Pi-hole® started as a humble blog post about how to setup an ad-blocking DNS server on a Raspberry Pi. It then evolved into a glorified shell script that ran the commands needed to set everything up. But it was that post, which Lifehacker picked up and the momentum started from there. The rest is history. Continue reading “5,000 GitHub Stars And 10,000 Redditors: Thank You!”
Using Pi-hole, users have discovered unexpected, strange, or disturbing things happening on their network. In fact, so many things have been discovered (and discussed publicly), that this is our third time posting a list of things people have found happening on their networks. Continue reading “Round 3: What Really Happens On Your Network?”
We spent a long time collecting a list of posts about users who had discovered shocking, interesting, or confusing things happening on their network, which became apparent when using Pi-hole to view the traffic happening on their network on a daily basis.
This post is another collection of these sorts of things and also to showcase that Pi-hole can do more than just block advertisements. Read on to see all the things people discovered on their networks… Continue reading “What Really Happens On Your Network? Redux”
We often get questions like: How many clients can Pi-hole handle? Or will Pi-hole slow my network down? To answer the latter, no. Pi-hole actually makes your network faster. To the former, that will vary based on the hardware specs you give to Pi-hole. We have a few real-life examples that can give you some ideas. Continue reading “How Much Traffic Can Pi-hole Handle?”
You may already know that Pi-hole lets you block advertisements for every device that connects to your network without the need for any client-side software. But Pi-hole is very powerful and has several other uses that you may not know about. Continue reading “Seven Things You May Not Know About Pi-hole”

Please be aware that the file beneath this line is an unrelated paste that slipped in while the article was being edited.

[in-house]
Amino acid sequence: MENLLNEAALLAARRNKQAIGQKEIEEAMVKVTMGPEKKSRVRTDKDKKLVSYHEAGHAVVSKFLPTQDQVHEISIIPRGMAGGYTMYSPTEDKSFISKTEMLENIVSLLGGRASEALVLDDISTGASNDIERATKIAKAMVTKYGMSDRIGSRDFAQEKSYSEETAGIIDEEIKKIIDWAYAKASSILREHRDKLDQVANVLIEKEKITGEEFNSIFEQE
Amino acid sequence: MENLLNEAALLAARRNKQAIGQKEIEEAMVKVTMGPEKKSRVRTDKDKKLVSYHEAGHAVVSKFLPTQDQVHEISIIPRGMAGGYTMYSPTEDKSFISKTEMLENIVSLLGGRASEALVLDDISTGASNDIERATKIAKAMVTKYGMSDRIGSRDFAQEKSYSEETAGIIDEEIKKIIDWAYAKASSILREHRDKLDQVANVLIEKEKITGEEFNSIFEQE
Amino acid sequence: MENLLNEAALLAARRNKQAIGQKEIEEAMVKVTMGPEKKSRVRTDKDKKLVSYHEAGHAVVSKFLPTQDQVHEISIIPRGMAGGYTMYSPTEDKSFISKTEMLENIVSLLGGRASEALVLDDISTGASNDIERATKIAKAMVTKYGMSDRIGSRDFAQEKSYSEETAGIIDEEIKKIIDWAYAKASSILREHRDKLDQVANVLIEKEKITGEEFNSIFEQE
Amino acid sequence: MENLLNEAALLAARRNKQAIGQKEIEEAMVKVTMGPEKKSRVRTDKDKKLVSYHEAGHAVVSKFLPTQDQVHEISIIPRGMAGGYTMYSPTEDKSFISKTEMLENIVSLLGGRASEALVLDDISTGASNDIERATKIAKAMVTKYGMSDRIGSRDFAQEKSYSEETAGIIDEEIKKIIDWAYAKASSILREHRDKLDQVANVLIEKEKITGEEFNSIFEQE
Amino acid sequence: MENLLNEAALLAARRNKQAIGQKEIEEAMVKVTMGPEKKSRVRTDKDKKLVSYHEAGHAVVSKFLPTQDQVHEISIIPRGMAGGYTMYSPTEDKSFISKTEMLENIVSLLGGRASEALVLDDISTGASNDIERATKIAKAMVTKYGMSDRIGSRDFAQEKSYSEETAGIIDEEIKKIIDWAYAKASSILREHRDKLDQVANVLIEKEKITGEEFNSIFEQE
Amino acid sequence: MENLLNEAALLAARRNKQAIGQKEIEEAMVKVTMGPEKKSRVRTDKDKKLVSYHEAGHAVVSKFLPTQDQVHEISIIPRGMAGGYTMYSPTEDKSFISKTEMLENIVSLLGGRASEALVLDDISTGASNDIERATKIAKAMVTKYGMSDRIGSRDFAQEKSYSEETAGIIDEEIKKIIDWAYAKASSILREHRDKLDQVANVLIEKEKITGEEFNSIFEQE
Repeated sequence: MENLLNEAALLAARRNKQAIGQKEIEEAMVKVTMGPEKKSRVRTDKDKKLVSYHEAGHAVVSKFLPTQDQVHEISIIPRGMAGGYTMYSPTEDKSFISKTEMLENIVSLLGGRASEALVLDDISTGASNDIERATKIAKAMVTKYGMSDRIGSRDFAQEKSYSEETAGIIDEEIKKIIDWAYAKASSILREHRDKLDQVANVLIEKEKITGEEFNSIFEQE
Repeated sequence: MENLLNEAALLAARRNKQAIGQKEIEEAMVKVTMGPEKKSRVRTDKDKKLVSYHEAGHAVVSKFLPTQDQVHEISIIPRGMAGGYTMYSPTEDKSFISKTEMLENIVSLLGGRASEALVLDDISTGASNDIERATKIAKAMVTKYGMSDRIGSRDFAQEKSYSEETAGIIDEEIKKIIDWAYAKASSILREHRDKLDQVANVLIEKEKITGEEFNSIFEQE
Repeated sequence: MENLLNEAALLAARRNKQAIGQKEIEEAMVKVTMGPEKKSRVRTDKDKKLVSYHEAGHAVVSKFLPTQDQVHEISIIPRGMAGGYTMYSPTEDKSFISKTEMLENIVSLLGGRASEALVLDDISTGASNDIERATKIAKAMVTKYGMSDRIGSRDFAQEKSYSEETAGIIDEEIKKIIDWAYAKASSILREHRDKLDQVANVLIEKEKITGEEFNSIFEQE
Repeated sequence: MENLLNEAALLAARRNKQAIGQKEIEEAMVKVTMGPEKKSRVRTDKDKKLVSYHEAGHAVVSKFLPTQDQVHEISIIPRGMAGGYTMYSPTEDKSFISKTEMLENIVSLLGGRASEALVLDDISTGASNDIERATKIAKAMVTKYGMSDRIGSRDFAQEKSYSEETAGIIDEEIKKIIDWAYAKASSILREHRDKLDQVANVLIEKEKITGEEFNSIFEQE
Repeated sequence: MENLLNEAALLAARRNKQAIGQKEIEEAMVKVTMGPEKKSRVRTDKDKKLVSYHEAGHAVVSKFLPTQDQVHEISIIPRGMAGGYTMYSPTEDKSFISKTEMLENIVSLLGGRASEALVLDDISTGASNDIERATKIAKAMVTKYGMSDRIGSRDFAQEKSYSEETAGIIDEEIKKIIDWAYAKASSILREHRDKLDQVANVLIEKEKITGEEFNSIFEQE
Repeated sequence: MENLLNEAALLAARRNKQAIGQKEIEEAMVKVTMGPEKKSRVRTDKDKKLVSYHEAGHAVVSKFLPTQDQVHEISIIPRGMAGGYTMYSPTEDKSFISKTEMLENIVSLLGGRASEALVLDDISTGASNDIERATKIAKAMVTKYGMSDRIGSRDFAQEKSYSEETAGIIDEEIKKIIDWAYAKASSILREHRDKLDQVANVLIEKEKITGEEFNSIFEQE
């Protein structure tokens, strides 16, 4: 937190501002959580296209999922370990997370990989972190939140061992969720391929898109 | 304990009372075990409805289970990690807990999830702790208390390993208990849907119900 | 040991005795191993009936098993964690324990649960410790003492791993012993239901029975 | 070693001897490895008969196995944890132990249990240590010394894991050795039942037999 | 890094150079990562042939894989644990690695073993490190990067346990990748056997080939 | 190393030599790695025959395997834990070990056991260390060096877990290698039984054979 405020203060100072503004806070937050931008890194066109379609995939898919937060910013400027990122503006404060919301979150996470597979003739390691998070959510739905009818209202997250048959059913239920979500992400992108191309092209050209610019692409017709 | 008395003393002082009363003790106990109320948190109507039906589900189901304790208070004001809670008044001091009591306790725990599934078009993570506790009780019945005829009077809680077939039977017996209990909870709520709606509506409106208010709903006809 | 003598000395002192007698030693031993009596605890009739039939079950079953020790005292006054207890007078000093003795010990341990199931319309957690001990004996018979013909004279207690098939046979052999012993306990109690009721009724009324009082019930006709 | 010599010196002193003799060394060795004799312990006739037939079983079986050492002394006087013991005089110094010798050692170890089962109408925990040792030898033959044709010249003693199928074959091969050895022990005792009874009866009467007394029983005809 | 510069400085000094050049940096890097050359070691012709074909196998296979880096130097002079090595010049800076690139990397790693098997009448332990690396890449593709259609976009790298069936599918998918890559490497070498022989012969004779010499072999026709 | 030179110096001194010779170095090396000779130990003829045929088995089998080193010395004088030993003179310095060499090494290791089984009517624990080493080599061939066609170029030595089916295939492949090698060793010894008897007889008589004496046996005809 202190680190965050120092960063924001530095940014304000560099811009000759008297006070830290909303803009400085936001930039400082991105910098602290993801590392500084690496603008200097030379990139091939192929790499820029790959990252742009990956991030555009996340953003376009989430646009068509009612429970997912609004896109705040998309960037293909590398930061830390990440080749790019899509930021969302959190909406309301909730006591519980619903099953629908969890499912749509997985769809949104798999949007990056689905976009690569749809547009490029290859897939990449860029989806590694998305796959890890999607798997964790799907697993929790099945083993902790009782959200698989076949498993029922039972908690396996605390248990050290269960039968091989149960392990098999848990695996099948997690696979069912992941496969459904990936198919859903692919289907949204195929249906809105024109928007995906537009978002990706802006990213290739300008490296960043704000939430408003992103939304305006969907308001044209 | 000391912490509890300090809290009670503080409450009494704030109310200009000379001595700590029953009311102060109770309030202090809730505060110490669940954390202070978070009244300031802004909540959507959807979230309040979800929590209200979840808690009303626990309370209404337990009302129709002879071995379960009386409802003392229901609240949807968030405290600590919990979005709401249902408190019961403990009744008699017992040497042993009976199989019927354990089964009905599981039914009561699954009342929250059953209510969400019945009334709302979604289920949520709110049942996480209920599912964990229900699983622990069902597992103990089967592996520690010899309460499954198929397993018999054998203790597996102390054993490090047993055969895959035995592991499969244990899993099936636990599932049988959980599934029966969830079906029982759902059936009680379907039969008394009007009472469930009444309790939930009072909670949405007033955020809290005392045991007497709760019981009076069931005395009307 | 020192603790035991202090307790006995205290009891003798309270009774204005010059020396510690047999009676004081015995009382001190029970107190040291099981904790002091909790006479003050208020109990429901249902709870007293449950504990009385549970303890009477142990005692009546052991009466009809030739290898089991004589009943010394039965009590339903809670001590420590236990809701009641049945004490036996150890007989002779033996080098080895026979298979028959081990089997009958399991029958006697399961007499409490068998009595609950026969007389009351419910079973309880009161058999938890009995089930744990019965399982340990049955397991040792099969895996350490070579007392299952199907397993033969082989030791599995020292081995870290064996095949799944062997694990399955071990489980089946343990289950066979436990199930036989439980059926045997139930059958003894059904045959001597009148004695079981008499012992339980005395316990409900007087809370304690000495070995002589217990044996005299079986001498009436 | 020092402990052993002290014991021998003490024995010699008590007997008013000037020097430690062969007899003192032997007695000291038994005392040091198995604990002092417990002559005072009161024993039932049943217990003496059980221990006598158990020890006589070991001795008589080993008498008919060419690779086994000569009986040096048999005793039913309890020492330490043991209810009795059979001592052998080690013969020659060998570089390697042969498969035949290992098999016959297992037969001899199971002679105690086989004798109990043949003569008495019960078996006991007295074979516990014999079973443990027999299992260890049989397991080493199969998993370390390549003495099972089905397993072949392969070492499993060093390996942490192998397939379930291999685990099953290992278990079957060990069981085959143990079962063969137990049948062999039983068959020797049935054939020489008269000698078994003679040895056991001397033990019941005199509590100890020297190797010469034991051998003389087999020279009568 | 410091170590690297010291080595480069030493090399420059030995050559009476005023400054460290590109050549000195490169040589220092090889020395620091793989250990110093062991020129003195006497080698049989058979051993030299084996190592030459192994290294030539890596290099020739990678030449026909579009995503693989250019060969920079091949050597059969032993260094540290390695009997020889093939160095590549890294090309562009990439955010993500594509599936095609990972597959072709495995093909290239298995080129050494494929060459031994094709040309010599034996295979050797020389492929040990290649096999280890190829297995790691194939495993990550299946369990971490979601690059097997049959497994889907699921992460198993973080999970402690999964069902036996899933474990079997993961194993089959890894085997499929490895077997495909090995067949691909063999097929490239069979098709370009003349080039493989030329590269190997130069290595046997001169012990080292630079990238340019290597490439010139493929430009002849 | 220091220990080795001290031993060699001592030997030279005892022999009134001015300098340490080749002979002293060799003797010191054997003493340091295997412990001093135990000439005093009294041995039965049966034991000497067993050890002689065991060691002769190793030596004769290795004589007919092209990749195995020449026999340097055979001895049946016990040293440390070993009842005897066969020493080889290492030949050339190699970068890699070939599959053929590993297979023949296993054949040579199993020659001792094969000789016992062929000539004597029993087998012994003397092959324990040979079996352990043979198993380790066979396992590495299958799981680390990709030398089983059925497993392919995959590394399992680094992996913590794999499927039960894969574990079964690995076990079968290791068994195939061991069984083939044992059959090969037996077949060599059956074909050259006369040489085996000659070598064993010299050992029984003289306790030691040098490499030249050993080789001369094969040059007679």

[UPDATE]: Sold out, but check out our new Swag Store!
Many of you have been asking for these, so we thought we would try and see if a limited run of them would sell (if they don’t then the dev team will have a new wardrobe 😉).
The t-shirts we are selling are made of a very comfortable tri-blend of materials. It doesn’t feel like a cheap, generic shirt; it’s one you could wear all day. They also have some nice tear-away tags that don’t ruin the collar. Continue reading “Get Your Pi-hole T-shirt While Supplies Last”
What really happens on your network? Does it come to life when you leave for work? Are there devices connecting to the Internet that you don’t know about? Let’s take a look. Continue reading “What Really Happens On Your Network? Find Out With Pi-hole”
Without you, our users, Pi-hole wouldn’t exist, so thank you! As w e have been getting more and more user’s of Pi-hole, we have seen increased support requests. We’re happy to help, but many of your questions have probably already been answered. Here are a few guidelines to help us and you get things working. Continue reading “How To Contact The Pi-hole Development Team For Support”
We use tricorder.pi-hole.net to store debug logs (for 24 hours) from users. Somewhere in the anti-matter containment field we’ve hidden an Easter Egg for you to (try to) find. Continue reading “Crack Our Medical Tricorder, Win A Raspberry Pi 3”
It is possible to use your Pi-hole remotely for ad-blocking on-the-go. We don’t have a guide on this process for several reasons, which you will read about below.
It’s been challenging to keep up because the project is growing larger then any of us ever imagined. And because each member of the Pi-hole dev team has a full-time job; we just work on this project in our free time, so it’s your donations that keep us motivated. Those donations have also allowed us to grow from a team of one, to a team of five. It’s not enough to live off, but it gives some some incentive to keep trying. Continue reading “Tips For Accessing Your Pi-hole Remotely”